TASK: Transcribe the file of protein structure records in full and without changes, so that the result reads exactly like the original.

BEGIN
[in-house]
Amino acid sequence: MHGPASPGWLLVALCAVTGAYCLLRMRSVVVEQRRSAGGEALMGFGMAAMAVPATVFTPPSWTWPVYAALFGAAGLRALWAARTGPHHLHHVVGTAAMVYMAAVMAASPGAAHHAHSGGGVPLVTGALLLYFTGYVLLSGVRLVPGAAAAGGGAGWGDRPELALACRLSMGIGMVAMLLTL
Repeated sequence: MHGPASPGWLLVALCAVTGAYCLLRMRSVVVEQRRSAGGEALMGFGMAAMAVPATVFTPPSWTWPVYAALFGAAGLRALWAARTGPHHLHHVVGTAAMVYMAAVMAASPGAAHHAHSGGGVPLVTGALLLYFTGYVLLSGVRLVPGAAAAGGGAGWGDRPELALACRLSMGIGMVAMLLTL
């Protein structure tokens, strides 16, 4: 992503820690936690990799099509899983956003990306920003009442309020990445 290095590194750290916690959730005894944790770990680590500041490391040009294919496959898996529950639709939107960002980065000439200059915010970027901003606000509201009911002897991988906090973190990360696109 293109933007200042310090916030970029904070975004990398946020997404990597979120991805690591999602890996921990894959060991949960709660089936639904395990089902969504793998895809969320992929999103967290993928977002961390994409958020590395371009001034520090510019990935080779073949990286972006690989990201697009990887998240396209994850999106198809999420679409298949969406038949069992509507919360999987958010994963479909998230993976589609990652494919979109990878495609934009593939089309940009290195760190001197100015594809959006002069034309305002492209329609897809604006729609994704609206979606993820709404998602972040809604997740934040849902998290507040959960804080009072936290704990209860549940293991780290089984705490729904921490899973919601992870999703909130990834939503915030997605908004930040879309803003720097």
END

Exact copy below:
[in-house]
Amino acid sequence: MHGPASPGWLLVALCAVTGAYCLLRMRSVVVEQRRSAGGEALMGFGMAAMAVPATVFTPPSWTWPVYAALFGAAGLRALWAARTGPHHLHHVVGTAAMVYMAAVMAASPGAAHHAHSGGGVPLVTGALLLYFTGYVLLSGVRLVPGAAAAGGGAGWGDRPELALACRLSMGIGMVAMLLTL
Repeated sequence: MHGPASPGWLLVALCAVTGAYCLLRMRSVVVEQRRSAGGEALMGFGMAAMAVPATVFTPPSWTWPVYAALFGAAGLRALWAARTGPHHLHHVVGTAAMVYMAAVMAASPGAAHHAHSGGGVPLVTGALLLYFTGYVLLSGVRLVPGAAAAGGGAGWGDRPELALACRLSMGIGMVAMLLTL
């Protein structure tokens, strides 16, 4: 992503820690936690990799099509899983956003990306920003009442309020990445 290095590194750290916690959730005894944790770990680590500041490391040009294919496959898996529950639709939107960002980065000439200059915010970027901003606000509201009911002897991988906090973190990360696109 293109933007200042310090916030970029904070975004990398946020997404990597979120991805690591999602890996921990894959060991949960709660089936639904395990089902969504793998895809969320992929999103967290993928977002961390994409958020590395371009001034520090510019990935080779073949990286972006690989990201697009990887998240396209994850999106198809999420679409298949969406038949069992509507919360999987958010994963479909998230993976589609990652494919979109990878495609934009593939089309940009290195760190001197100015594809959006002069034309305002492209329609897809604006729609994704609206979606993820709404998602972040809604997740934040849902998290507040959960804080009072936290704990209860549940293991780290089984705490729904921490899973919601992870999703909130990834939503915030997605908004930040879309803003720097």